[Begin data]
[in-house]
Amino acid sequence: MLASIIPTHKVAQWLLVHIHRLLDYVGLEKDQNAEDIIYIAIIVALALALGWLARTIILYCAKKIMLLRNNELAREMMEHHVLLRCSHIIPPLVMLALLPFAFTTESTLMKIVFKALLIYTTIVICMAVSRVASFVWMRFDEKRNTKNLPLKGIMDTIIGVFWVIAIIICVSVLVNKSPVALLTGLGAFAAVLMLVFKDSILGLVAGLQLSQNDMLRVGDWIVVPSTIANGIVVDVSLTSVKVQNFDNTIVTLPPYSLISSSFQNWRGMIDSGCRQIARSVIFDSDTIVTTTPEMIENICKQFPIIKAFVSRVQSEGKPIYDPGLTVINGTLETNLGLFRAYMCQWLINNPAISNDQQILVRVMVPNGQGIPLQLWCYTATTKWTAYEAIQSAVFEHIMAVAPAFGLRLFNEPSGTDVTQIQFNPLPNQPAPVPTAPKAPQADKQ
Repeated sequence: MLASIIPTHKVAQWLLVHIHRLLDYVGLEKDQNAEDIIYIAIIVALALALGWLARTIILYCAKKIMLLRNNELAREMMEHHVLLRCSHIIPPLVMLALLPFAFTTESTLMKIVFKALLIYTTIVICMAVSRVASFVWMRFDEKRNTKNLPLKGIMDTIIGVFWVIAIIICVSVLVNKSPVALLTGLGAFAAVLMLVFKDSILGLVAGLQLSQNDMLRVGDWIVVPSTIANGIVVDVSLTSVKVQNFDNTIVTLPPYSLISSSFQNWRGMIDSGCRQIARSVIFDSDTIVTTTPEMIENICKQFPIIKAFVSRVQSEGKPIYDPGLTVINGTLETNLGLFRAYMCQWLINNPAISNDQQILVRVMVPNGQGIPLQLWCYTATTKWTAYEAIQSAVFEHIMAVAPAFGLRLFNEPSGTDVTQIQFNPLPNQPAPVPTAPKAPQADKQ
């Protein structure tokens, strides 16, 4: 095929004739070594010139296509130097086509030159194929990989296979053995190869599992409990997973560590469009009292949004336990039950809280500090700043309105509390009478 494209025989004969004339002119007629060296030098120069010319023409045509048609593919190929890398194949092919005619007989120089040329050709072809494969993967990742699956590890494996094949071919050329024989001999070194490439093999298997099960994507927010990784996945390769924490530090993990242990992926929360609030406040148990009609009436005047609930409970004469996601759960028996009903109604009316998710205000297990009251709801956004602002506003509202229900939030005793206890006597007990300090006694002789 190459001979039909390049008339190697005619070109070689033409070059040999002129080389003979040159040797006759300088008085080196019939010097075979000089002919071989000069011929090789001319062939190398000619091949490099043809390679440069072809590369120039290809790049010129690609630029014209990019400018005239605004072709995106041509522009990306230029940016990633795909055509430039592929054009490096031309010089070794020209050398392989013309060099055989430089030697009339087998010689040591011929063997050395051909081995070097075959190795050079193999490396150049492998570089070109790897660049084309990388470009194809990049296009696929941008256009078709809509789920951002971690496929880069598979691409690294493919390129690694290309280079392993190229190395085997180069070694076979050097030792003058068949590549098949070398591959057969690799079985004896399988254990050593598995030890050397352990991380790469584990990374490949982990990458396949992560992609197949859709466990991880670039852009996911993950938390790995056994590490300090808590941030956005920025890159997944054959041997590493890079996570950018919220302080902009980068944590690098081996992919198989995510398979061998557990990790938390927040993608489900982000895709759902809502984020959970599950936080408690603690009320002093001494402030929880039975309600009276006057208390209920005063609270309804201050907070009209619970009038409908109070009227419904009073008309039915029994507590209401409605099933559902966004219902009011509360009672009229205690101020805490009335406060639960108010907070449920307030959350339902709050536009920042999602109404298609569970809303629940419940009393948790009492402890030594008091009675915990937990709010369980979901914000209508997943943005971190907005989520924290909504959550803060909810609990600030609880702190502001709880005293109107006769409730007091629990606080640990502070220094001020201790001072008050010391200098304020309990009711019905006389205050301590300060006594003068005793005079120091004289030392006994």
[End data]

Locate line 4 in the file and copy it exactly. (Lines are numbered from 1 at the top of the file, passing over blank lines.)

């Protein structure tokens, strides 16, 4: 095929004739070594010139296509130097086509030159194929990989296979053995190869599992409990997973560590469009009292949004336990039950809280500090700043309105509390009478 494209025989004969004339002119007629060296030098120069010319023409045509048609593919190929890398194949092919005619007989120089040329050709072809494969993967990742699956590890494996094949071919050329024989001999070194490439093999298997099960994507927010990784996945390769924490530090993990242990992926929360609030406040148990009609009436005047609930409970004469996601759960028996009903109604009316998710205000297990009251709801956004602002506003509202229900939030005793206890006597007990300090006694002789 190459001979039909390049008339190697005619070109070689033409070059040999002129080389003979040159040797006759300088008085080196019939010097075979000089002919071989000069011929090789001319062939190398000619091949490099043809390679440069072809590369120039290809790049010129690609630029014209990019400018005239605004072709995106041509522009990306230029940016990633795909055509430039592929054009490096031309010089070794020209050398392989013309060099055989430089030697009339087998010689040591011929063997050395051909081995070097075959190795050079193999490396150049492998570089070109790897660049084309990388470009194809990049296009696929941008256009078709809509789920951002971690496929880069598979691409690294493919390129690694290309280079392993190229190395085997180069070694076979050097030792003058068949590549098949070398591959057969690799079985004896399988254990050593598995030890050397352990991380790469584990990374490949982990990458396949992560992609197949859709466990991880670039852009996911993950938390790995056994590490300090808590941030956005920025890159997944054959041997590493890079996570950018919220302080902009980068944590690098081996992919198989995510398979061998557990990790938390927040993608489900982000895709759902809502984020959970599950936080408690603690009320002093001494402030929880039975309600009276006057208390209920005063609270309804201050907070009209619970009038409908109070009227419904009073008309039915029994507590209401409605099933559902966004219902009011509360009672009229205690101020805490009335406060639960108010907070449920307030959350339902709050536009920042999602109404298609569970809303629940419940009393948790009492402890030594008091009675915990937990709010369980979901914000209508997943943005971190907005989520924290909504959550803060909810609990600030609880702190502001709880005293109107006769409730007091629990606080640990502070220094001020201790001072008050010391200098304020309990009711019905006389205050301590300060006594003068005793005079120091004289030392006994």